The wind continued to blow at force 7 for 3 days and by the third we had all had enough.  We were all tired, wet and demotivated by the situation, in fact it was only Will who seemed to love having waves thrown at him.  We cursed the amount of fresh food we had brought and I would have given anything for Pot Noodle, but we did manage to prepare some great pasta dished but had to throw a lot of food that needed more preparation.

By the third day of the storm Troskala was on 3 reefs and a fraction of Genoa out, she held herself well and no damage was caused and rode over each wave quite comfortably.  If anything our confidence in this vessel has increased immeasurably. At no point did we worry if the boat could handle the abuse and slamming that we were putting her through.  On several occasion the slam of a wave was so great to wake us all up wondering if we still had the mast attached, but we needn’t have worried.

 

We saw the coast of Northern Spain on the 6th day and were left with perfect conditions on entering the harbor of Gijon.  We had a couple more Dolphins welcome into Spanish Waters before we arrived.

 

The whole trip has been a great learning curve for all and I believe I had the best crew and mix of personalities that enabled us to survive and still talk to each other after we arrived.  I have decided to list some lessons / anecdotes which may be of use to others wishing to undertake something similar:

 

  1. Limit the amount of fresh food or food that takes a lot of preparation
  2. Do not put baby wipes down a toilet (The Skipper blocked it)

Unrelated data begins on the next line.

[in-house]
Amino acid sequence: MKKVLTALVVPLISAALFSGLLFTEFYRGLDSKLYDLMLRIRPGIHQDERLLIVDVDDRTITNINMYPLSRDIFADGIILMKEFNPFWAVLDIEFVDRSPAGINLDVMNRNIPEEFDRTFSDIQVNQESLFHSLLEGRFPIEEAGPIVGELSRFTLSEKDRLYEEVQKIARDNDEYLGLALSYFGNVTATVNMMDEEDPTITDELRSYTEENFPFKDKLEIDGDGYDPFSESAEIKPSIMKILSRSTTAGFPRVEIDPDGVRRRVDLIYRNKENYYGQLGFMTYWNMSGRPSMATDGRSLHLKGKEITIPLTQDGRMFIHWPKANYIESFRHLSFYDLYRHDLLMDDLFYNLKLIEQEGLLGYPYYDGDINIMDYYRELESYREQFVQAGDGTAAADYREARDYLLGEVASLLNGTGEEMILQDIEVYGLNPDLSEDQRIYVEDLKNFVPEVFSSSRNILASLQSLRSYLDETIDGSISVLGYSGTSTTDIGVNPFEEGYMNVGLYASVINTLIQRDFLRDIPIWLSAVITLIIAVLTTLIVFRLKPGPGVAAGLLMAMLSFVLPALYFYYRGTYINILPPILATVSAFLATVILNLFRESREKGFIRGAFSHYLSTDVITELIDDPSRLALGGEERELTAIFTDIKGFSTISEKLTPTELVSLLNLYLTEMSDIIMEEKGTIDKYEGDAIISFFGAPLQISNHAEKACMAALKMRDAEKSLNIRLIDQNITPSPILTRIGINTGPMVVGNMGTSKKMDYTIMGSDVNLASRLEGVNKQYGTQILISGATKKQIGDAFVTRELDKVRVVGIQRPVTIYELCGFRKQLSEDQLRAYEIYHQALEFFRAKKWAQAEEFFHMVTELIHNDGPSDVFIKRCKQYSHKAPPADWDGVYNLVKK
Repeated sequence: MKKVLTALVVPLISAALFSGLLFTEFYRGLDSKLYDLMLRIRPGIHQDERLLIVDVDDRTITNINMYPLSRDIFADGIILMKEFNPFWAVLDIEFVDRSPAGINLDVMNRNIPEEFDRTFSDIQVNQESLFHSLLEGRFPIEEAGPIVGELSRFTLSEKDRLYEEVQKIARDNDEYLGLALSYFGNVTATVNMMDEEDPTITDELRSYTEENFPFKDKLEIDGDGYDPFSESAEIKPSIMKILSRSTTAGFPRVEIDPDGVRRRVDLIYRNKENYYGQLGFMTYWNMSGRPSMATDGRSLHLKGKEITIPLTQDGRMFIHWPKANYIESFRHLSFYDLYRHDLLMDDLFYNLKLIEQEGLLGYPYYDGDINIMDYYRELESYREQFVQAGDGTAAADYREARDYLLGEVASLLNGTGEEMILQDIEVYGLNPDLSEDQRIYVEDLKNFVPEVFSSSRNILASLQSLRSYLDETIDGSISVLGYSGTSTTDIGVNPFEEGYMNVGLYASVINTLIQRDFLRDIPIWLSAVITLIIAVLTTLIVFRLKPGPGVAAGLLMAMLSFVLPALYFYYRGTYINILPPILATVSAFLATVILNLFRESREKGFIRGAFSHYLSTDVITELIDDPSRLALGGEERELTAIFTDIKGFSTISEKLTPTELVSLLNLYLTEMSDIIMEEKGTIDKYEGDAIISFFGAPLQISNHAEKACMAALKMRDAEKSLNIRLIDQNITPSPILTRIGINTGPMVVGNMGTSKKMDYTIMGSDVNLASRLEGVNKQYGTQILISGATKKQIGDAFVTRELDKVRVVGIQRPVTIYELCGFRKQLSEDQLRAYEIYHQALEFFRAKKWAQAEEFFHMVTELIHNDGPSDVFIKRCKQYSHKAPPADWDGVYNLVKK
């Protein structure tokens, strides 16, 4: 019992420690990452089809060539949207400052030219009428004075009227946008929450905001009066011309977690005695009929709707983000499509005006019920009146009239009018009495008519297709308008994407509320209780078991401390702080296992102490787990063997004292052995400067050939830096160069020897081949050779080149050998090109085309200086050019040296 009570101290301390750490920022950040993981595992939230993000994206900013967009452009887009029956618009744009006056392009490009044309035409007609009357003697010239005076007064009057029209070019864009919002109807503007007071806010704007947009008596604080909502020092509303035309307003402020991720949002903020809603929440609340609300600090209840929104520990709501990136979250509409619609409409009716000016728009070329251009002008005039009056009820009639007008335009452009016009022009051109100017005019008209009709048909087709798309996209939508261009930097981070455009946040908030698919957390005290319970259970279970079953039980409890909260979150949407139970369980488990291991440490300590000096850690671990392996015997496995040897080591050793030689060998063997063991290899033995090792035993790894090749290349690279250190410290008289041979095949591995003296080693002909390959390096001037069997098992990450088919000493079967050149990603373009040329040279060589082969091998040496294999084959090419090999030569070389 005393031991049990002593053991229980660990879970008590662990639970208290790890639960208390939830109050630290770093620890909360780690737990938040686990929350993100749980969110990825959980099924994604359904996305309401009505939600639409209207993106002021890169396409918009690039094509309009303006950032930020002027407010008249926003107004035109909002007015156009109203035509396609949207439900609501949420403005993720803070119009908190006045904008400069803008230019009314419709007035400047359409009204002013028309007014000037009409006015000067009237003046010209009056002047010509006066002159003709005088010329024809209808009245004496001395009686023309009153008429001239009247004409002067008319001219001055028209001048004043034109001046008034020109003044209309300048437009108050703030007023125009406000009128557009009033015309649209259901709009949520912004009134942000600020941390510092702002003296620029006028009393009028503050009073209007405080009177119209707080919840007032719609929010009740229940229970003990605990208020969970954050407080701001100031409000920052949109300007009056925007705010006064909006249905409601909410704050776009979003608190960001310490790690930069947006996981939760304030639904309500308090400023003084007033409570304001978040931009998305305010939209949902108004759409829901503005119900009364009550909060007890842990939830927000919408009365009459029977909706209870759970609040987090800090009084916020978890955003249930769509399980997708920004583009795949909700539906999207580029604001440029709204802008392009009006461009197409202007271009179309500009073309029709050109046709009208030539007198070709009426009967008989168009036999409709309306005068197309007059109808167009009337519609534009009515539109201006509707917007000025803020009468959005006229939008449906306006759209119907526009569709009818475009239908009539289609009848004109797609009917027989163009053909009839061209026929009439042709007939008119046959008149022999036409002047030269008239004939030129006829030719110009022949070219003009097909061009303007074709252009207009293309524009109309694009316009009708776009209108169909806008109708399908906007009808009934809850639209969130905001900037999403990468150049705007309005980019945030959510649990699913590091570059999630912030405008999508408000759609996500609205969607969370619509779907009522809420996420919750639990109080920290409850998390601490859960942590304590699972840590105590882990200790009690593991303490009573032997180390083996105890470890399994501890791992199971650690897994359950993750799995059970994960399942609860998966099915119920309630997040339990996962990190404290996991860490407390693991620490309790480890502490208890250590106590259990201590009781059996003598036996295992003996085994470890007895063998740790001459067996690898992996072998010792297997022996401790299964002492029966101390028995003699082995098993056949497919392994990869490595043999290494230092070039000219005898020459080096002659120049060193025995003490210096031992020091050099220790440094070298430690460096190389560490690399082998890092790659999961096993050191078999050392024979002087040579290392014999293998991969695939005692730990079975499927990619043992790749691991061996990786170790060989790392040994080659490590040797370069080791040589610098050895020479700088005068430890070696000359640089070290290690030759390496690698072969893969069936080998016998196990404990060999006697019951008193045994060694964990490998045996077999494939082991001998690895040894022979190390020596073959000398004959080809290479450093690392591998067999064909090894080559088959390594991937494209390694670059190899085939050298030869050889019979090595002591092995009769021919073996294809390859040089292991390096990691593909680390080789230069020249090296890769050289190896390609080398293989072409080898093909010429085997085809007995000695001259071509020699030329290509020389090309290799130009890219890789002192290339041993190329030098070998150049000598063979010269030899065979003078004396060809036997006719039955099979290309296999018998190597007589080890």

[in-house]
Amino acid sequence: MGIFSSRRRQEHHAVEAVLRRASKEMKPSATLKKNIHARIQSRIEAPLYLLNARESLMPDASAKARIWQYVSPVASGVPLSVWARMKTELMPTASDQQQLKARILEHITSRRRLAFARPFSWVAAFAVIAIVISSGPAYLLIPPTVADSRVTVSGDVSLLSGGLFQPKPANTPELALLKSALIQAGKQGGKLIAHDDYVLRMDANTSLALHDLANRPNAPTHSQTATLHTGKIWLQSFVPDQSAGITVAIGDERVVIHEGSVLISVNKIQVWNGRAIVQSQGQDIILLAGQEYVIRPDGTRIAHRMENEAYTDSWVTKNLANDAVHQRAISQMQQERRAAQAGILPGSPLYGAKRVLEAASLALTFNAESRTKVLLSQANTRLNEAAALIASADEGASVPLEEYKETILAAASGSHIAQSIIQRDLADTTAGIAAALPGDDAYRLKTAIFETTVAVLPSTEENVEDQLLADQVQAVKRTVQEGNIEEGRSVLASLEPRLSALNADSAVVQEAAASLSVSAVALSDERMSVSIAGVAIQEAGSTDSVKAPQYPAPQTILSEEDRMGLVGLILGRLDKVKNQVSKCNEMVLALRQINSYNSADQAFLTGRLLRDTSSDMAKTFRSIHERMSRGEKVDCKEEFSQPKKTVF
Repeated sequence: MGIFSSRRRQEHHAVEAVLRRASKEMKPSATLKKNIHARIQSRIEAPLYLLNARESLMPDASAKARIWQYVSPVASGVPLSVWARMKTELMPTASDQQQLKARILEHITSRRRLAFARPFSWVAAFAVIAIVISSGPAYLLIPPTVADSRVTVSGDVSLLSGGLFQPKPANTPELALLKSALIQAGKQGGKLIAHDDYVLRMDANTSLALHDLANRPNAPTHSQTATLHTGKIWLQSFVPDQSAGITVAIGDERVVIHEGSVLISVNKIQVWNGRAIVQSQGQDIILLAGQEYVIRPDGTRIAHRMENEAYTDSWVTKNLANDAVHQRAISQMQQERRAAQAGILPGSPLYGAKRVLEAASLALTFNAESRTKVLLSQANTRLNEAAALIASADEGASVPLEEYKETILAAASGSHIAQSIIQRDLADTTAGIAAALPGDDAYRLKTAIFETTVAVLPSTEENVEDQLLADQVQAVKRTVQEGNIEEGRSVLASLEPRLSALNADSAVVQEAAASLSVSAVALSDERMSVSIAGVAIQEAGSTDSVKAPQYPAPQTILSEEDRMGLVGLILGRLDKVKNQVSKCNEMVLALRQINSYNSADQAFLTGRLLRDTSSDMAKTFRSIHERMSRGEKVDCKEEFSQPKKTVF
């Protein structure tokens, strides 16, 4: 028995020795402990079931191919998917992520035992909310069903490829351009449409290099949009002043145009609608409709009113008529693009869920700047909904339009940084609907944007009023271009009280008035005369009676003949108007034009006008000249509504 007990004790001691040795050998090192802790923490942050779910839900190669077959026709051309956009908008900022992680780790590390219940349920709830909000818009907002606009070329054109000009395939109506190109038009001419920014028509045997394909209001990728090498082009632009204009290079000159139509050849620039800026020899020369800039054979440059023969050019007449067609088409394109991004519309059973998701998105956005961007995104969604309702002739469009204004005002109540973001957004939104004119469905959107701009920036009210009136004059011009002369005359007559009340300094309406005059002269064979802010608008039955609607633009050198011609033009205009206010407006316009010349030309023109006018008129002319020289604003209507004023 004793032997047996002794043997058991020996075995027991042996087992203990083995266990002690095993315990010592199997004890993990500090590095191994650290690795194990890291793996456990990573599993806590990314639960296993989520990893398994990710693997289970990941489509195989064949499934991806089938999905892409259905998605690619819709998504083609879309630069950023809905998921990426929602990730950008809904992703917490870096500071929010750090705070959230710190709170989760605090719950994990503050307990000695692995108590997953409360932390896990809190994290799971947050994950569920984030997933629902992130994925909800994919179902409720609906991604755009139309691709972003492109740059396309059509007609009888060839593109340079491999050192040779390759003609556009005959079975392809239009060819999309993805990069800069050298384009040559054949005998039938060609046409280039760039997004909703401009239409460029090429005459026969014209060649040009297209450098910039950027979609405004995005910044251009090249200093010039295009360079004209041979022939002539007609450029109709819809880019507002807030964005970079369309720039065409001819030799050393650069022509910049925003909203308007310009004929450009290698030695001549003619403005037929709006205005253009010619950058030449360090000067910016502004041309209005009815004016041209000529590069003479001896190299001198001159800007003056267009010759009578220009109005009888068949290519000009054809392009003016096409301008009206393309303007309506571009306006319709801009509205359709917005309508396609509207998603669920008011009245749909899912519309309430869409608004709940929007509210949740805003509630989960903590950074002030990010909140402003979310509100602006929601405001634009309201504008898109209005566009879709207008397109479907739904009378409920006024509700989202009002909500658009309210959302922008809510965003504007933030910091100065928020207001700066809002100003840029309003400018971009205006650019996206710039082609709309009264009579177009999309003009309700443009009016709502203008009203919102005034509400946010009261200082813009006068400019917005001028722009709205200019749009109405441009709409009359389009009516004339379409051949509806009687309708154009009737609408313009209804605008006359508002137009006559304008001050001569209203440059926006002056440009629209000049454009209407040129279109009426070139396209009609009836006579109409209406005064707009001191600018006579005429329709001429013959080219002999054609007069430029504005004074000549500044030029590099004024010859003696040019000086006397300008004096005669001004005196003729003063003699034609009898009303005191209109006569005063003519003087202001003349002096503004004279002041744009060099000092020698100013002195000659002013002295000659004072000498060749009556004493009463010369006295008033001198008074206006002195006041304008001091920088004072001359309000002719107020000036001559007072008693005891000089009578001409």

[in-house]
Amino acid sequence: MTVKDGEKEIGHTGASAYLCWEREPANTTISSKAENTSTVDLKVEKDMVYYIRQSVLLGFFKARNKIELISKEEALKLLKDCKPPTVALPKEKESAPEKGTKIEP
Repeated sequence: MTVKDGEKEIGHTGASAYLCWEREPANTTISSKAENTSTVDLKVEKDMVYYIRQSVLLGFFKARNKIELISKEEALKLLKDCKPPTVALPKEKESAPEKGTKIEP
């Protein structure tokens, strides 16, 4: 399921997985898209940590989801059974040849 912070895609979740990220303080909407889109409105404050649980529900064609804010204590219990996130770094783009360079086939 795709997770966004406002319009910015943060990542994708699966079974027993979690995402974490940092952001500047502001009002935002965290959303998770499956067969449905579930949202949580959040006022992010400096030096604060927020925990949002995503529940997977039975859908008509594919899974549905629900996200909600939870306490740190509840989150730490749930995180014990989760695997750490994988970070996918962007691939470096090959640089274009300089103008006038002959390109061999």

3. Install lee-cloths
  4. Don’t leave fishing rods out with hooks still attached
  5. Device a better watch system, two on and two off did not work well and thinking about there should have been one on watch during the day and two at night, we were all sleep deprived towards the end of the trip
  6. Do not girlfriend talk about the weather
  7. Food to be moved lower in the boat – we could not open some of our food cupboards without having a tin of beans flying at our heads.
  8. A good three point harness is essential
  9. Don’t underestimate how much time a passage like that can take, I did think that 4 days were possible and luckily with victualed for eight days; this was essential
  10. Our Hydrovane was the best piece of kit on the boat.  If we had had to helm for the duration it was have made our journey a lot harder
  11. Reef early and use the topping lift to assist.  I would keep the Hydrovane running on a close-hauled point of sail and then try to reef.  We should have disengaged the Hydrovane turned to wind and then reefed.

 

I am sure the crew will offer more comments on the website and I look forward to hearing them.

 

We are now in Gijon and will spend a week here whilst Carlotta catched up with her parents who are located in the next city.  We will depart and continue West on the 3rd September.

 

Total Miles:    953.7

Latitude:         43’32’.78N

Longitude:      05’40’.26W

 

 

 

 

 

7 thoughts on “Plymouth to Gijon – 20th August 2012

  1. Very good work analysing the first step to Gijon. The most important thing is to go ahead. Enjoy the next steps in Galicia: Ribadeo, Betanzos, Coruña, Fisterra, Sanxenxo, Bayona etc.,,, Good look.

  2. Well done gang!!! Sounded a touch boisterous out there. No more 5am to catch the tide for you lot! Yay 🙂

    1. Hello Paddy.

      Thank you for the message. Yes, made it and now enjoying the fine weather and food in Spain. How are things with you? Are you now back in St Katharine’s? I will keep you posted on how we get along and may need to ask you some questions on the way. Paddy, the invitation still stands if you want to join us anywhere.

      Good luck with the planning and hopefully you will be off soon.

      All the best,

      Oliver

  3. 12. Keep an eye out for crew suffering from sea sickness, they loose all sense of personal safety. How many times did me and Will insist you and Carlotta strap up when it was howling a gale 😉